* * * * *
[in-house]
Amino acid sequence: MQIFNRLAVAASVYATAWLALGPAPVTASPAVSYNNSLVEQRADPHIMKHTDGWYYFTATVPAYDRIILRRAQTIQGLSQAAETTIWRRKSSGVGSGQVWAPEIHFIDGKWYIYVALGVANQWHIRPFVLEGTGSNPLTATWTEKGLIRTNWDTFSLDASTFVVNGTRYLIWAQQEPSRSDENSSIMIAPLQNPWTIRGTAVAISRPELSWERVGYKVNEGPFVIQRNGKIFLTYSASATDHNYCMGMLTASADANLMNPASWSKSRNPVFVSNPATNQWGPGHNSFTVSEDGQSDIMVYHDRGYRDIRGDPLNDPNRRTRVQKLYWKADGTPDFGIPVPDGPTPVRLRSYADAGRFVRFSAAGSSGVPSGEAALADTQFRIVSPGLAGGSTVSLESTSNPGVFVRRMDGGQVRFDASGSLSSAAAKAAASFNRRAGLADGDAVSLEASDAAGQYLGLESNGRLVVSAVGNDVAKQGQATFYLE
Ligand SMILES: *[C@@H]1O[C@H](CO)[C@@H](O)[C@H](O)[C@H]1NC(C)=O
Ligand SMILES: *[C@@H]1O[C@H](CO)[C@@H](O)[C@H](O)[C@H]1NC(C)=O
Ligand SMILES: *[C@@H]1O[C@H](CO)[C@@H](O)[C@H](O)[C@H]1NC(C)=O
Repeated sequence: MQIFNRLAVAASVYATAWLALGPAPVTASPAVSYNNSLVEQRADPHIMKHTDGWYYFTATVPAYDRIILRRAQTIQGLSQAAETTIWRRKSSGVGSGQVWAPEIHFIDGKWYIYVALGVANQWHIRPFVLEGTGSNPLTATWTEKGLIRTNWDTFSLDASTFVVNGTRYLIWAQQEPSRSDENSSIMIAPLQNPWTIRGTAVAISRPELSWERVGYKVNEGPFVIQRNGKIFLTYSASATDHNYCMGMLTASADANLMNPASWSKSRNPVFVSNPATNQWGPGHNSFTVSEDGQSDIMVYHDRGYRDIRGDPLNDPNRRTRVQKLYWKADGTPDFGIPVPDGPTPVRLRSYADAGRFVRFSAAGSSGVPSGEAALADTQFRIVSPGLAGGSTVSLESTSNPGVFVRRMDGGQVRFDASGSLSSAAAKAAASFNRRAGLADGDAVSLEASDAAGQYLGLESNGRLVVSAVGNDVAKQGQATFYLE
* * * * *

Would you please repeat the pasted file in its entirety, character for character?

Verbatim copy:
[in-house]
Amino acid sequence: MQIFNRLAVAASVYATAWLALGPAPVTASPAVSYNNSLVEQRADPHIMKHTDGWYYFTATVPAYDRIILRRAQTIQGLSQAAETTIWRRKSSGVGSGQVWAPEIHFIDGKWYIYVALGVANQWHIRPFVLEGTGSNPLTATWTEKGLIRTNWDTFSLDASTFVVNGTRYLIWAQQEPSRSDENSSIMIAPLQNPWTIRGTAVAISRPELSWERVGYKVNEGPFVIQRNGKIFLTYSASATDHNYCMGMLTASADANLMNPASWSKSRNPVFVSNPATNQWGPGHNSFTVSEDGQSDIMVYHDRGYRDIRGDPLNDPNRRTRVQKLYWKADGTPDFGIPVPDGPTPVRLRSYADAGRFVRFSAAGSSGVPSGEAALADTQFRIVSPGLAGGSTVSLESTSNPGVFVRRMDGGQVRFDASGSLSSAAAKAAASFNRRAGLADGDAVSLEASDAAGQYLGLESNGRLVVSAVGNDVAKQGQATFYLE
Ligand SMILES: *[C@@H]1O[C@H](CO)[C@@H](O)[C@H](O)[C@H]1NC(C)=O
Ligand SMILES: *[C@@H]1O[C@H](CO)[C@@H](O)[C@H](O)[C@H]1NC(C)=O
Ligand SMILES: *[C@@H]1O[C@H](CO)[C@@H](O)[C@H](O)[C@H]1NC(C)=O
Repeated sequence: MQIFNRLAVAASVYATAWLALGPAPVTASPAVSYNNSLVEQRADPHIMKHTDGWYYFTATVPAYDRIILRRAQTIQGLSQAAETTIWRRKSSGVGSGQVWAPEIHFIDGKWYIYVALGVANQWHIRPFVLEGTGSNPLTATWTEKGLIRTNWDTFSLDASTFVVNGTRYLIWAQQEPSRSDENSSIMIAPLQNPWTIRGTAVAISRPELSWERVGYKVNEGPFVIQRNGKIFLTYSASATDHNYCMGMLTASADANLMNPASWSKSRNPVFVSNPATNQWGPGHNSFTVSEDGQSDIMVYHDRGYRDIRGDPLNDPNRRTRVQKLYWKADGTPDFGIPVPDGPTPVRLRSYADAGRFVRFSAAGSSGVPSGEAALADTQFRIVSPGLAGGSTVSLESTSNPGVFVRRMDGGQVRFDASGSLSSAAAKAAASFNRRAGLADGDAVSLEASDAAGQYLGLESNGRLVVSAVGNDVAKQGQATFYLE